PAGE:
It ain't gonna happen - its the same thing as in PR-speak where a company will deny wrongdoing, speak in platitudes, etc, even when everyone and their dog knows what the real story is.
Engineers will just need to do their own due dilligence and find out through other avenues what the culture and working conditions are really like - I think this is just the reality of corporate culture. There are very real and tangible benefits of being employed and having a stable month-to-month paycheck, instead of striking out on your own, and the sooner everyone just accepts these annoyances and moves on with life, the sooner they can concentrate on the things that really matter.
Basically, don't hate the players, hate the game.
We already understand our own value. We probably overlook our faults. We don't trust potential employees to be as good as we want. We'll make it hard for you to work for us, and try not to pay you more than the value you provide. You need a job - try to prove your worth to us, and we'll consider letting you work for us.
From an employee's perspective:
We know we're one of the worthwhile employees. (We probably overlook our faults.) We don't trust potential employers to be a place we'll actually enjoy working. We don't want to work hard to prove ourselves - we expect you to win us over. We expect you to pay us a little above market value (since we're above average.) You need employees to exist and get work done - try to prove we'll enjoy working for you, and we'll consider giving you our expertise and time.
Both parties will withhold information in an attempt to appear better than the other so that initial negotiations go in their favor. The interview process will fail to disclose all relevant and interesting information about how well the two parties are suited to each other.
Beyond the general negotiation/trust problem, what are problems unique to engineers and their prospective employers, and how do we improve upon them in mutually beneficial ways?
I try very hard not to do this. When I'm interviewing for a position, I'm trying to determine honestly whether or not I'm a good fit for that employer, and that employer's assessment of how good a fit I may be is an important part of that.
Fit is important to me because when I'm on board, I'm on board 100%. It's a large commitment for me, and I want to minimize error.
So I try to be honest about my weaknesses as well as my strengths, to allow the employer to make a better assessment about fit. That greatly benefits me in the end.
No employee (or employer) is perfect, and a large part of what makes a good fit is if the imperfections are things that are tolerable by the other.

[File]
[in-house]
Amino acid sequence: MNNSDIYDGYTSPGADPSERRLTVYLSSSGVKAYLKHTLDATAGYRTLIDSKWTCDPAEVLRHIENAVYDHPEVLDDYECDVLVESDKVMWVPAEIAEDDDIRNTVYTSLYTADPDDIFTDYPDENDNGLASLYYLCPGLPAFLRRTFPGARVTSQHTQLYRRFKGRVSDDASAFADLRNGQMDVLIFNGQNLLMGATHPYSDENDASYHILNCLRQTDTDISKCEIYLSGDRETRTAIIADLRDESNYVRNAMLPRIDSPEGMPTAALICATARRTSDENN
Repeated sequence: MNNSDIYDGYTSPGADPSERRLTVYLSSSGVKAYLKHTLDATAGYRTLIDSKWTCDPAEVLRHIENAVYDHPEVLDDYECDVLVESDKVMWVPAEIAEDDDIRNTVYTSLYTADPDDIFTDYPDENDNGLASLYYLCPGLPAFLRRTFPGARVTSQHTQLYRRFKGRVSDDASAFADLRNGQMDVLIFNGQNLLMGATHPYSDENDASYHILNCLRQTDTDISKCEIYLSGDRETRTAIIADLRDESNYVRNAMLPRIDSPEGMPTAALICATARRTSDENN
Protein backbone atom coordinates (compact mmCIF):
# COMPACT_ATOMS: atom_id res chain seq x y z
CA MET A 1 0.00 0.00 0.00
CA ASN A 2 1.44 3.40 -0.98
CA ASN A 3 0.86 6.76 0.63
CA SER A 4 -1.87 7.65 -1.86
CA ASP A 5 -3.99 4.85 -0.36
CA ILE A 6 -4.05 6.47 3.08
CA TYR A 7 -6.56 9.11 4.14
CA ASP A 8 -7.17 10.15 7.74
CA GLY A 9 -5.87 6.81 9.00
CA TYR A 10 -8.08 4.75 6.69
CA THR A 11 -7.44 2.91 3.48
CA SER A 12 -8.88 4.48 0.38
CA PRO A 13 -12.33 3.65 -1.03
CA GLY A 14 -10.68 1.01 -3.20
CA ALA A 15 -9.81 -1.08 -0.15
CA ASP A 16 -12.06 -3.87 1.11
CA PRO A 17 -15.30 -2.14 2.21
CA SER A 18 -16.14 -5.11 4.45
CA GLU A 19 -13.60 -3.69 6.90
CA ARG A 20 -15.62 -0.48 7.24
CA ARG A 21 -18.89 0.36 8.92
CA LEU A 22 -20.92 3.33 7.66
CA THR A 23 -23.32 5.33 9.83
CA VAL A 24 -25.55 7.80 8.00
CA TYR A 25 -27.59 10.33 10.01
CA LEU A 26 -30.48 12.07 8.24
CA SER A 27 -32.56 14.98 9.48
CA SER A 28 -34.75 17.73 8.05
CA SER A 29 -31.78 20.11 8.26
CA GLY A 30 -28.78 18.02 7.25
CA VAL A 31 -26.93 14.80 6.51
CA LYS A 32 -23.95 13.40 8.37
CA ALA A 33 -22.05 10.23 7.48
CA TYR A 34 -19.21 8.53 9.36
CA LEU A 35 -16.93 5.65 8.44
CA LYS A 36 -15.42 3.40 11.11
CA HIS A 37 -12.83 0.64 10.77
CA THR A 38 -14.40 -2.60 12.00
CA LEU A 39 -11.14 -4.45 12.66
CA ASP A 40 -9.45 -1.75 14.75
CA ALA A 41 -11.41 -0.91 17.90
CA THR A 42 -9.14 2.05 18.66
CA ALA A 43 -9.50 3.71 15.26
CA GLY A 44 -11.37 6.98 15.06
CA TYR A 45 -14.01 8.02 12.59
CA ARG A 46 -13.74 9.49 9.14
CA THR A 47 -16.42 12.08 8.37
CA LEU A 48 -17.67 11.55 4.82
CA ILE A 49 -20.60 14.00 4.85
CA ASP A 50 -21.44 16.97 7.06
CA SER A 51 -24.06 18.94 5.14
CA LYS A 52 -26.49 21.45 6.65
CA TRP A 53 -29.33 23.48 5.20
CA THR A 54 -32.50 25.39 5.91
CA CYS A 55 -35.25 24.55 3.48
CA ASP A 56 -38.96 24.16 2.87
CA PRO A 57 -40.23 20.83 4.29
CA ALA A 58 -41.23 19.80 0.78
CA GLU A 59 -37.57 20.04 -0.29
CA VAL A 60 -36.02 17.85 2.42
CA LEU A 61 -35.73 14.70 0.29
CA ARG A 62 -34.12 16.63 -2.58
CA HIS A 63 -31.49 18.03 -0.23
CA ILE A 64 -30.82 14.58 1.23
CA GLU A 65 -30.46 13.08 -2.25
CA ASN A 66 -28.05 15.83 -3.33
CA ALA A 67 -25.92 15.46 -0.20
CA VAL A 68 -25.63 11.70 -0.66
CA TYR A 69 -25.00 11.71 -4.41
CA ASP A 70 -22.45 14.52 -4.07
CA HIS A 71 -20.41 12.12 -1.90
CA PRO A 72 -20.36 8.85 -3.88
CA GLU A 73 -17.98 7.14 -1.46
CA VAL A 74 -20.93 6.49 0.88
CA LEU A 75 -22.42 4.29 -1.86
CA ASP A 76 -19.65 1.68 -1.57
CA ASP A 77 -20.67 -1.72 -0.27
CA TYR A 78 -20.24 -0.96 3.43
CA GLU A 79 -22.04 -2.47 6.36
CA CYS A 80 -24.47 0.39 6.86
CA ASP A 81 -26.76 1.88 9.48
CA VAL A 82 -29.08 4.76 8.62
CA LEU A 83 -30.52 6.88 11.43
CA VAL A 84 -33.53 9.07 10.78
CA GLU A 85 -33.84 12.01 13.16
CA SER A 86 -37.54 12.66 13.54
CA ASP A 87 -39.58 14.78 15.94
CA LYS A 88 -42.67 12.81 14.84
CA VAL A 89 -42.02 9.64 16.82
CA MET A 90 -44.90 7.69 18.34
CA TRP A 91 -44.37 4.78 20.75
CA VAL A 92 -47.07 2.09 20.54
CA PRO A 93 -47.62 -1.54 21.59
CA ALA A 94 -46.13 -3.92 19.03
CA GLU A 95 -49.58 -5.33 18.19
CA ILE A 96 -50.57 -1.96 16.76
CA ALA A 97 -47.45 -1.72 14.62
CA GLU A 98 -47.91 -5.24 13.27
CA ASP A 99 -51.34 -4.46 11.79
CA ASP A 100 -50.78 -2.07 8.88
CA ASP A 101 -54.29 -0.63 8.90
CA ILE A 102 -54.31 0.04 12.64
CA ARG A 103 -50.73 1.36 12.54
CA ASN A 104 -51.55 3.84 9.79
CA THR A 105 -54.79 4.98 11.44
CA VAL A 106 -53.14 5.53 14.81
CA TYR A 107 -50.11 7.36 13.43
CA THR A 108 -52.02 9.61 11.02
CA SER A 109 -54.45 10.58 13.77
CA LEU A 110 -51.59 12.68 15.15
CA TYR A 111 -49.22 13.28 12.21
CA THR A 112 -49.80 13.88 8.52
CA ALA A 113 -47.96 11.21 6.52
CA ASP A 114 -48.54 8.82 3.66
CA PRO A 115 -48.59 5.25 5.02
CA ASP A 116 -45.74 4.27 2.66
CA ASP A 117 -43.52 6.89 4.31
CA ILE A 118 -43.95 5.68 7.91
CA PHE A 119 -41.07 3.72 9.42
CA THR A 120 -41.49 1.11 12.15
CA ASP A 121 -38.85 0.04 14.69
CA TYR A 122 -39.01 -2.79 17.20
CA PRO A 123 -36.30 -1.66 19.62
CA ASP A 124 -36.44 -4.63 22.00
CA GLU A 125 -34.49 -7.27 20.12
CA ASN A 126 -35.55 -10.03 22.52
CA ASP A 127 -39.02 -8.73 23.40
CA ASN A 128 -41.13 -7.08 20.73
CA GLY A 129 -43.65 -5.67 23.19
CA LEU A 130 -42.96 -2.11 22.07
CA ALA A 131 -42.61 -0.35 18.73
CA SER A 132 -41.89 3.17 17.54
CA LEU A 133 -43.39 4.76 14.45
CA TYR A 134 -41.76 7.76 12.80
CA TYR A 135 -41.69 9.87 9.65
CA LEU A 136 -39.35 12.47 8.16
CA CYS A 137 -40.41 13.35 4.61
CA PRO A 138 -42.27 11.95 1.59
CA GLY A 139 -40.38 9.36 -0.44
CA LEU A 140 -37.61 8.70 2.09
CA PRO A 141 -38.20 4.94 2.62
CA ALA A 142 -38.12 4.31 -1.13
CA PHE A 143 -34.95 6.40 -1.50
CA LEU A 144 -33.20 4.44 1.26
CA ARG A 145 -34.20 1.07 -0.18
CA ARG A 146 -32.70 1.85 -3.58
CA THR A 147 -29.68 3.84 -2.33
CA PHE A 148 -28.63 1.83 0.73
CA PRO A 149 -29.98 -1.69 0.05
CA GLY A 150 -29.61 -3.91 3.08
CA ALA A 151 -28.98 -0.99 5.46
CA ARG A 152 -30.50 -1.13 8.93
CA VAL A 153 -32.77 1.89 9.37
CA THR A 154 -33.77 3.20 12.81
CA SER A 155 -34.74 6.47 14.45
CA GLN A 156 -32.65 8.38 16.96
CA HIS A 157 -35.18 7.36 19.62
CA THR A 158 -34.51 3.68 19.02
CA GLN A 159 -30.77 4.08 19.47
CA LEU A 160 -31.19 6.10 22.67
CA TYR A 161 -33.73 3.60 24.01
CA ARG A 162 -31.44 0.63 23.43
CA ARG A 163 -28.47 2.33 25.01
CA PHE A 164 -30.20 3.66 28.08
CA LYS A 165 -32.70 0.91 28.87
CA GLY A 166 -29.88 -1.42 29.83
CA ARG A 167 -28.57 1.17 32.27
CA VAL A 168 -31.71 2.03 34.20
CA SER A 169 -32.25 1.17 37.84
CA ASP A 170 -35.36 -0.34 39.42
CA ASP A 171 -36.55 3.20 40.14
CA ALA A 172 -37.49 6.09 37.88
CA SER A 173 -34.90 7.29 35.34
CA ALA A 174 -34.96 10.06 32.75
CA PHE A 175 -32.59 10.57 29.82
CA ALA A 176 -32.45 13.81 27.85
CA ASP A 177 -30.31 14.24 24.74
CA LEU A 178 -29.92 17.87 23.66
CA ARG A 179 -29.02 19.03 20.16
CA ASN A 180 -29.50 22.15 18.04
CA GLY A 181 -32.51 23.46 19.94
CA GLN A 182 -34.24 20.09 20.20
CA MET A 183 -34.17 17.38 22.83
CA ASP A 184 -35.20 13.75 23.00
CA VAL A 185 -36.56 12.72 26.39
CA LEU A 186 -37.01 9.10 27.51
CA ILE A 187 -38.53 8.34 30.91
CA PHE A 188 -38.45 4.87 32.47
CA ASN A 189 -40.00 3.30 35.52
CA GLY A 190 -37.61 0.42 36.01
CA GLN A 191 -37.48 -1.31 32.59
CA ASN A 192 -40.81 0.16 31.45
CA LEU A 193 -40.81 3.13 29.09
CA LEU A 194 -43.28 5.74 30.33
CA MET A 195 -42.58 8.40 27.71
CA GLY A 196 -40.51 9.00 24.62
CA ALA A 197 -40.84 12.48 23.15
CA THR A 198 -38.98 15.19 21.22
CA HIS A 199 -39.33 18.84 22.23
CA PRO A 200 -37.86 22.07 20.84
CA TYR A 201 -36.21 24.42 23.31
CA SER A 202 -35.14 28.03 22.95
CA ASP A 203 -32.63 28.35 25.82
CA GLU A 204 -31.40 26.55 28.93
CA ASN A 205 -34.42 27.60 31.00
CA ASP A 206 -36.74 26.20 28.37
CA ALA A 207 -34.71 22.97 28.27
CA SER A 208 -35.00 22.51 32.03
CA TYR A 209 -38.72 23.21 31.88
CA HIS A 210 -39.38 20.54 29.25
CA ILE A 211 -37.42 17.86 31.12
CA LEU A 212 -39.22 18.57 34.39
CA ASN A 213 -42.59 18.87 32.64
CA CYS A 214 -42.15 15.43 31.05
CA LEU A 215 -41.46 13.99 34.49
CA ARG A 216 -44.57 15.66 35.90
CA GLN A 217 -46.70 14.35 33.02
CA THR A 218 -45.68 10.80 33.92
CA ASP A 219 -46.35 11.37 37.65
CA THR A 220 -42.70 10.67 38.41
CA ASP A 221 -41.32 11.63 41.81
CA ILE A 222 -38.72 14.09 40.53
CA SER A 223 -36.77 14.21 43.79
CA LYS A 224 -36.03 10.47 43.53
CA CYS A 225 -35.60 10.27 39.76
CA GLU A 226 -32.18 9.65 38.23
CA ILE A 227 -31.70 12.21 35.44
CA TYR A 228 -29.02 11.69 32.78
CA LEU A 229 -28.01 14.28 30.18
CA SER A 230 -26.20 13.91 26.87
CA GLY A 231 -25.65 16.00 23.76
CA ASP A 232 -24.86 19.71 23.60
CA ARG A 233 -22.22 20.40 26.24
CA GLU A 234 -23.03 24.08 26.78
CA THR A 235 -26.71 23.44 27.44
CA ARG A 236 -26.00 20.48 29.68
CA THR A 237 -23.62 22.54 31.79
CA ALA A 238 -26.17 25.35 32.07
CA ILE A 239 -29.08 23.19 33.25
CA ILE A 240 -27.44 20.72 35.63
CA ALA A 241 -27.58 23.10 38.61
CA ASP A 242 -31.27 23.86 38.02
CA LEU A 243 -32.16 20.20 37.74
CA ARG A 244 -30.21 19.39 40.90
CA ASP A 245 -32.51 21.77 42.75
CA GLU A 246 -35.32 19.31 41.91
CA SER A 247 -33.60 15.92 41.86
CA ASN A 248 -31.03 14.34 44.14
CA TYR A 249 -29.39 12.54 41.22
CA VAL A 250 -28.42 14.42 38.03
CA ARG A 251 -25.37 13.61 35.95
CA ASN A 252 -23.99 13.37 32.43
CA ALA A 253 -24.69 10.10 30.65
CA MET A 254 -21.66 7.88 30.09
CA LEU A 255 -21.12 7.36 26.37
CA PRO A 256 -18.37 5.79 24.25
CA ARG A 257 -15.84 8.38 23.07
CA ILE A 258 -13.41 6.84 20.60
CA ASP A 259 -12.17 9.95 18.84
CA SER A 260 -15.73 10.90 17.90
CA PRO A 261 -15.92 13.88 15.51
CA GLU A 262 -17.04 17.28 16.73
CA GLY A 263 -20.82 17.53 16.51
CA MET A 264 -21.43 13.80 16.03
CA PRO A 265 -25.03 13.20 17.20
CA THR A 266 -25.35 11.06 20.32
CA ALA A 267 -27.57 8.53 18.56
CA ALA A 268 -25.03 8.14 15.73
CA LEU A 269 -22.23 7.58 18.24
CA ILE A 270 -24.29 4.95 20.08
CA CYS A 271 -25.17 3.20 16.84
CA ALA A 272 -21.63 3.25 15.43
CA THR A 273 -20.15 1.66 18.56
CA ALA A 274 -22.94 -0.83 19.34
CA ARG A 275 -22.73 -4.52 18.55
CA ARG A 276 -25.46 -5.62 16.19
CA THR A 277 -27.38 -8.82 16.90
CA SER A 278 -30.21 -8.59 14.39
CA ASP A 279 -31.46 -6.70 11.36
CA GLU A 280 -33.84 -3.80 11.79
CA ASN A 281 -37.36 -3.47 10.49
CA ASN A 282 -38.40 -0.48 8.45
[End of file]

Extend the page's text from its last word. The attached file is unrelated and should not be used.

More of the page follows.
What's wrong with hating both?
I'm tired of recruiters try to hype up the company. If employer said, "Our product is not exciting but we offer great benefits, you just have to put in 30-35 hours a week, come to few meetings and meet reasonable deadlines that we agreed upon" I'm sold. I don't need ping pong table. I want decent salary, decent benefits and kind/honest coworkers.
Also i have to laugh at the fact that you "just" want to work at a company thats honest and then you throw in the 30 to 35 hour work week requirement
A lot of people took that option, especially parents.
(it was actually 30-39 hour/week option)
If someone is of the opinion these sorts of orgs don't exist, I put forth that they might not have looked hard enough, and would encourage further exploration to better understand the employment landscape. If you're a startup and expecting workaholics for under market rate with a trivial amount of equity, I can imagine you would be upset your hiring pipeline isn't as robust as you would hope.
And that's fine. I'd have a hard time not sawing off a hand before working at three and maybe four of the "FAANG" group. And I like having a life, so I'll leave money on the table all day long.
I may be weird, but getting that level of compensation is honestly not something that would be that compelling to me. I mean, all else being equal, more money is better -- but all else is rarely equal.
What I want from a job is to engage in fulfilling work at a company I can be proud to be a part of, while making enough money that I don't have to worry about money very often. For me, where I live, that amount is around $80k (although I currently make a good deal more than that).
If I don't wake up in the morning happy to be going to work, then I'm in the wrong job, regardless of what it pays.
You're right, its still too much. If you want the best engineers to do their best work, I'd put 30 hours as the upper limit.
However, this is one of the things I ask about when I'm interviewing for a position -- if the company keeps track of hours rather than paying for work product, then it's not likely to be a good fit for me. So, my experience is not random chance and may not be representative of the industry as a whole.
If I instead stay at my desk consistently, my week is over by Friday morning.
I agree and think 5-6 hours is the magic number. Then, I start making errors, taking shortcuts and producing shit code. However, if someone is a super human and can code for 60 hours every week, breath code and make $400k at some unicorn all power to them.
In reality, after $75k your happiness will generally not increase very much if you increase your income.
Or, put more simply: I end up in way fewer meetings.
This quote came as a surprise.
Maybe the most realistic thing we can say is that while brand likely matters a lot for getting candidates in the door, once they’re in, no matter how well-branded you are, they’re yours to lose.
When I was interviewing, that was entirely true. Visibility and branding matters for initial contact. After that, I turned down interviews for all sorts of reasons. Interviewers that lacked social skills, interviews that asked for too much work, interviews where once I met the team I decided it wasn't a good product, and in one particularly egregious case a recruiter who initially asked for a resume then didn't respond until a month later with a two sentence message that the position got filled but was there another one I wanted to apply for?*
Based on my experiences job searching, if it weren't for all sorts of perverse incentives and bad actors who would mess up a name-and-shame blacklist, I'd wholly support such a list.
I want to work for a company that does interesting things, provides good support for engineers, behaves in a responsible fashion, and treats their employees well. Branding is irrelevant.
There's a very simple way to do that: give them ownership
Otherwise, why should I care? I don't get paid a single cent more for coming in and kicking ass everyday vs. just showing up and phoning it in.
In other words, if you take this too far, it becomes obviously painted on and, to use an old word, the recruiters become "posers".